What is a Lisfranc fracture?
The midfoot gets no respect. While people can relate to a stubbed toe or
sprained ankle; the part of the foot that connects the two, and is responsible
for helping absorb the shock of walking, running, and jumping isn't given much
thought. Not so for the French surgeon Jacques Lisfranc de St. Martin, a surgeon
in Napolean's army. Dr. Lisfranc studied the midfoot bones, the joints where
they connected, and the ligaments that held them together. Understanding that
anatomy led to his name being attached to the classic Lisfranc fracture
dislocations that occurred when horsemen fell and their foot was trapped in the
Most people, including doctors (except for orthopedic and podiatric surgeons)
quickly forget or vaguely remember about the row of bones between the ankle and
the metatarsal bones (the long thin bones that lead from the toes to the middle
of the foot). But the relationship of the cuneiforms and the cuboid bones allow the
foot to disperse the energy and shock that is generated by the weight of the
body. A Lisfranc injury disrupts those joints that hold the midfoot stable.
Causes of Lisfranc fractures
While history said that the injury was equestrian in origin, the most common
cause of a Lisfranc fracture is stepping into a hole and falling forward. The
toes of the foot are trapped and pointed downward, and in car accidents the foot
is trapped and rotates. This is also the same mechanism that can occur in
football, where a pointed toe gets caught and an opponent falls onto the back of
the heel, most often damaging the Lisfranc joint.
History names parts of the body based upon discovery, and the Lisfranc
describes the connection of the second metatarsal (that attached to the 2nd toe)
to the medial cuneiform (one of the midfoot bones that can be palpated or felt
on the top of the foot). When injured, this area can swell and be very painful.
Walking is difficult, and patients often mistake this for an ankle sprain. If
there is just a sprain, the physical examination can reveal only minimal
swelling and the findings can be subtle. However, if there are broken bones and
the joints dislocated, the appearance of the foot can be quite dramatic with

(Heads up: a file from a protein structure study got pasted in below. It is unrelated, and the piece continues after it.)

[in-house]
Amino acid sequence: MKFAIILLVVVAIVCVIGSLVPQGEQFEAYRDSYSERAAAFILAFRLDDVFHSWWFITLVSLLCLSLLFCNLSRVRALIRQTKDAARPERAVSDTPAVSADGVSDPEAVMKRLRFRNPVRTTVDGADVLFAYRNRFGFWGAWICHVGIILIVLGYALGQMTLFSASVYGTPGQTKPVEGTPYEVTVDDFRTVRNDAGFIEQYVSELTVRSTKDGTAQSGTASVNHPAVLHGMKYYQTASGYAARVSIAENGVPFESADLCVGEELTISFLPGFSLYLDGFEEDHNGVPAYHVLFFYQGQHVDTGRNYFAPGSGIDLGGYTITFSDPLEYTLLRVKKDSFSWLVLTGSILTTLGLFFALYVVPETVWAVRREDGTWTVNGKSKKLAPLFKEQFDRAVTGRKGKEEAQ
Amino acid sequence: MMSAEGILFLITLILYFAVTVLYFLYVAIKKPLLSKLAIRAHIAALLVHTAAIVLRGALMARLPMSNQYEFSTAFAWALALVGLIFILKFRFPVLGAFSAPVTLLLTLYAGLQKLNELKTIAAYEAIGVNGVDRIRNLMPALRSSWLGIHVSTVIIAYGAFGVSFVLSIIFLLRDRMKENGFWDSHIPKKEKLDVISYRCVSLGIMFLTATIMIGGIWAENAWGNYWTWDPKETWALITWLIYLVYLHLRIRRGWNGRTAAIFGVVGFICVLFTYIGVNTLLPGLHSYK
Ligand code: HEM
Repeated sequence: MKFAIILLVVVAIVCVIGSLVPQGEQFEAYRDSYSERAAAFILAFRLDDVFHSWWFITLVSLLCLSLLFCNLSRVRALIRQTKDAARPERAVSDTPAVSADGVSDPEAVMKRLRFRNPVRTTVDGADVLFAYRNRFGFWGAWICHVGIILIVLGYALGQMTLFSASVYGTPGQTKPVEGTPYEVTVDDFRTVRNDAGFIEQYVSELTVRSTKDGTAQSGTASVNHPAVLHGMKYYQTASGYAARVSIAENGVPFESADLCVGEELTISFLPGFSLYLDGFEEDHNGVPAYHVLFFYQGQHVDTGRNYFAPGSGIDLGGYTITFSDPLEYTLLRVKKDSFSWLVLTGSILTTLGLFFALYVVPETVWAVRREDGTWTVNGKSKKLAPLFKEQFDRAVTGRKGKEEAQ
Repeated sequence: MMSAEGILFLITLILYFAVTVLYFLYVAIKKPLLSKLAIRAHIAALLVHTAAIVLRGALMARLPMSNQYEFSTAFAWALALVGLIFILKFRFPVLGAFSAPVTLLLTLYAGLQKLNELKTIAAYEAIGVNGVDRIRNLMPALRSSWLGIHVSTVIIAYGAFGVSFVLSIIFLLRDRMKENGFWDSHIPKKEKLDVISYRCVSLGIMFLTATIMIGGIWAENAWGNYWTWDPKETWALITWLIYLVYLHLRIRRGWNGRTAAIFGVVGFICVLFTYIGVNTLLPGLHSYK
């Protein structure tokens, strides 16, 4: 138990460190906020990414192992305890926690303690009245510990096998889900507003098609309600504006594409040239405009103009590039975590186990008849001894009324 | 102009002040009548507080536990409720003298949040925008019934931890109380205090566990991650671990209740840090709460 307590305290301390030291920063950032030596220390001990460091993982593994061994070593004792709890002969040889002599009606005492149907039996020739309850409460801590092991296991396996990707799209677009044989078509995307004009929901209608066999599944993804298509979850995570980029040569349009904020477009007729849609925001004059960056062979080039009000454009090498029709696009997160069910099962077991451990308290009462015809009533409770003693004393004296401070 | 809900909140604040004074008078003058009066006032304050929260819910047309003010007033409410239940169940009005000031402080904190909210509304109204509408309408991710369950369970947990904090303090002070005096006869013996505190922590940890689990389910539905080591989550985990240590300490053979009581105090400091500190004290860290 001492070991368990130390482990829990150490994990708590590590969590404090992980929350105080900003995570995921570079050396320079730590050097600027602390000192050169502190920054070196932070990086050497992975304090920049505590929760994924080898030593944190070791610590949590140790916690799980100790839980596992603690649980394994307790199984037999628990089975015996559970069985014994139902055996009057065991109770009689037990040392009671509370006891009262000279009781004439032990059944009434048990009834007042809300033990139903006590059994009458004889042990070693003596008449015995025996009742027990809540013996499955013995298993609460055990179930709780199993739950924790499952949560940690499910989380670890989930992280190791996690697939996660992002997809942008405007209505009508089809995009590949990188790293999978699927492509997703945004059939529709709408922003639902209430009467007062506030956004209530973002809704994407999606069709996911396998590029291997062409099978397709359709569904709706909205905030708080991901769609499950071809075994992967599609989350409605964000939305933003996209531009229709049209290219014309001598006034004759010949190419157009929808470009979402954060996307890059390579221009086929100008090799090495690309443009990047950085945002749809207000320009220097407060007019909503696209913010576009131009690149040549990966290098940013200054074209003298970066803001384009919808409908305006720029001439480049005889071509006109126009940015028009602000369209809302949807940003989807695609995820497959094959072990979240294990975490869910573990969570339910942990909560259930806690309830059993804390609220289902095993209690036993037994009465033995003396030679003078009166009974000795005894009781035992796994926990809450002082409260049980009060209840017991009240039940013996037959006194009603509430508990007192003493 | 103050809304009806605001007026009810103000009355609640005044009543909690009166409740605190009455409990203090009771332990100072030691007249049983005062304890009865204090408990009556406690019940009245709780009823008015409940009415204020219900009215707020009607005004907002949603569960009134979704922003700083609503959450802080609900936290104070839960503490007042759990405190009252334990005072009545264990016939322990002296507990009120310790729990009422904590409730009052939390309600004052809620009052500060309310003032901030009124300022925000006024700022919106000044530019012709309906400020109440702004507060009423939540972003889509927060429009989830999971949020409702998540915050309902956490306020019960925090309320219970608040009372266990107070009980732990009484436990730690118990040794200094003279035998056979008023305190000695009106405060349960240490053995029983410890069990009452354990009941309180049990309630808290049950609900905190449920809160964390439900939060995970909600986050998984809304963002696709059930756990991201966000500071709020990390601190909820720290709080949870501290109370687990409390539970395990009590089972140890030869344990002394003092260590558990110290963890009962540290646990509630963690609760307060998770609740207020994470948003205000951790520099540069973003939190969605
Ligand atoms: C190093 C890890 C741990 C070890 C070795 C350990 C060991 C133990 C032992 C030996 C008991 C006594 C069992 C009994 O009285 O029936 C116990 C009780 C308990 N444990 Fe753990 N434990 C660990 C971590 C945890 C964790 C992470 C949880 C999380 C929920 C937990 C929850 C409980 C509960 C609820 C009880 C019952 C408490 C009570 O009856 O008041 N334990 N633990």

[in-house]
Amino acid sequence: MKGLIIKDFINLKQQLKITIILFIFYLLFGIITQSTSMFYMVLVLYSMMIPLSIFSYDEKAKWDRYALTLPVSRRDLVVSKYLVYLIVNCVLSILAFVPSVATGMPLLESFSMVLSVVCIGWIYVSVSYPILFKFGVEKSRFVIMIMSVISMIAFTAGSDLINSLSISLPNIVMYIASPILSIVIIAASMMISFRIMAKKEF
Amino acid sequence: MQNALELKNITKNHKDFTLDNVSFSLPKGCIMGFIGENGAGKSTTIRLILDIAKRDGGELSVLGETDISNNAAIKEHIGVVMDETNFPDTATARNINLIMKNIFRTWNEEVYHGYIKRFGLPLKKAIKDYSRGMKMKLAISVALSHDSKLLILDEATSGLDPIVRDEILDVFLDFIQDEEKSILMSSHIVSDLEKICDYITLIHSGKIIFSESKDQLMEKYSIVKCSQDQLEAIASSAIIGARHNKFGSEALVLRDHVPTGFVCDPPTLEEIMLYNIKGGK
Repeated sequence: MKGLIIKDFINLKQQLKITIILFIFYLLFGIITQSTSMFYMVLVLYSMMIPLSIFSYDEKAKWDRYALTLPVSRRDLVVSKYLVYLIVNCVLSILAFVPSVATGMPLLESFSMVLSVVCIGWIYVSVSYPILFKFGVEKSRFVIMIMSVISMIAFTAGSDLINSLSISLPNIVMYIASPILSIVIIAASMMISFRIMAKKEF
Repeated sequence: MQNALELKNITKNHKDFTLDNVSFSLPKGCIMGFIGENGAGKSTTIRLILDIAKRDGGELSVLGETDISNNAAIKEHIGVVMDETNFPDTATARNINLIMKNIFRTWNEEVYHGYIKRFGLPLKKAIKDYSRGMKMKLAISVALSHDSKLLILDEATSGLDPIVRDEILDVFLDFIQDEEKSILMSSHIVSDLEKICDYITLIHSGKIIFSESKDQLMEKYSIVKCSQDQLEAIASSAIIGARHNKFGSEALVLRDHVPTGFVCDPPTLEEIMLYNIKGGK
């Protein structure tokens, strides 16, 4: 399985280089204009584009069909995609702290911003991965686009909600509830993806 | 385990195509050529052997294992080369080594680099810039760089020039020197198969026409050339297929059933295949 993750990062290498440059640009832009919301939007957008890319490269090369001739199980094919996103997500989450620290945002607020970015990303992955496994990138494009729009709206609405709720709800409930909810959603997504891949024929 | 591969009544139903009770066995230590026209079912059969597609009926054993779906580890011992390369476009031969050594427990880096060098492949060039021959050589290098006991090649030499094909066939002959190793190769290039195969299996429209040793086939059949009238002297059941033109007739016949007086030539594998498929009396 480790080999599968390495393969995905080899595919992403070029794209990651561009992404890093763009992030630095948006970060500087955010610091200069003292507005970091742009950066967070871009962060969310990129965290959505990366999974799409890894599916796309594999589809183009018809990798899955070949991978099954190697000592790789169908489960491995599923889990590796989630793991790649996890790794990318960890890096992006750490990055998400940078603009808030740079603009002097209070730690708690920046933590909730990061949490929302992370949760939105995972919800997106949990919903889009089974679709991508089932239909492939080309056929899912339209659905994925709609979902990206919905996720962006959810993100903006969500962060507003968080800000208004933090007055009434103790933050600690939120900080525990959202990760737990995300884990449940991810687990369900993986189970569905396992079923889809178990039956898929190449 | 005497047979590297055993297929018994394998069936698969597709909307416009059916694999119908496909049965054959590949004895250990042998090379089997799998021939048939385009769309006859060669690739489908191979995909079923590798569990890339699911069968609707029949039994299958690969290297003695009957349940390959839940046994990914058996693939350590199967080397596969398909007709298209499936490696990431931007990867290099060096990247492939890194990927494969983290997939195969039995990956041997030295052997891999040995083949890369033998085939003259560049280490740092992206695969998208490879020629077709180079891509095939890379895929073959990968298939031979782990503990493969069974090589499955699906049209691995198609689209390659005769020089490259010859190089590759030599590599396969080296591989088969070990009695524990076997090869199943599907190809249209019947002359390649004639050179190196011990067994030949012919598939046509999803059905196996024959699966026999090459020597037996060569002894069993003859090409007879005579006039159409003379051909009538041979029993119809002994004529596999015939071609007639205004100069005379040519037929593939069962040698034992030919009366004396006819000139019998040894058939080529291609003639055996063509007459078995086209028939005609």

significant swelling and pain.
X-rays can be deceiving. Sometimes the injury is obvious, but the X-rays can appear normal. It is up to the doctor to have a high index of suspicion to look
for the ligament damage, and subtle alignment changes of the joint. If that
suspicion is high, the doctor may order a
CT scan to look for an occult or hidden
fracture. The doctor's intuition is important in this injury because up to
50% can be missed on plain X-ray films.
Lisfranc fracture treatment
If a Lisfranc injury is present, the treatment depends upon the bony
alignment. If the bones are where they are supposed to be, treatment in a
non-walking cast for 6 weeks may be enough. It's important to remember that
close follow-up is needed in case the bones shift in position. If the initial
alignment is poor, surgery may be needed to place a screw across the injury
to keep the bones in place. Unfortunately, after the injury heals, good looking
X-rays may not provide good looking results. Up to 25% of patients with a Lisfranc
fracture that is well treated may go on to develop
arthritis in the joint and
intractable pain requiring fusion of the joints.
Lisfranc learned in the 19th century what we know now to be true. Sprains are
significant injuries where ligaments tear and joint surfaces shift, and this
type of injury should
not be ignored. The lesson also learned is that history and physical examination
are perhaps more important than tests and X-rays. Touching the patient and
understanding the mechanism of injury are cornerstones of diagnosis.
Emotional trauma is best described as a psychological response to a deeply distressing or life-threatening experience.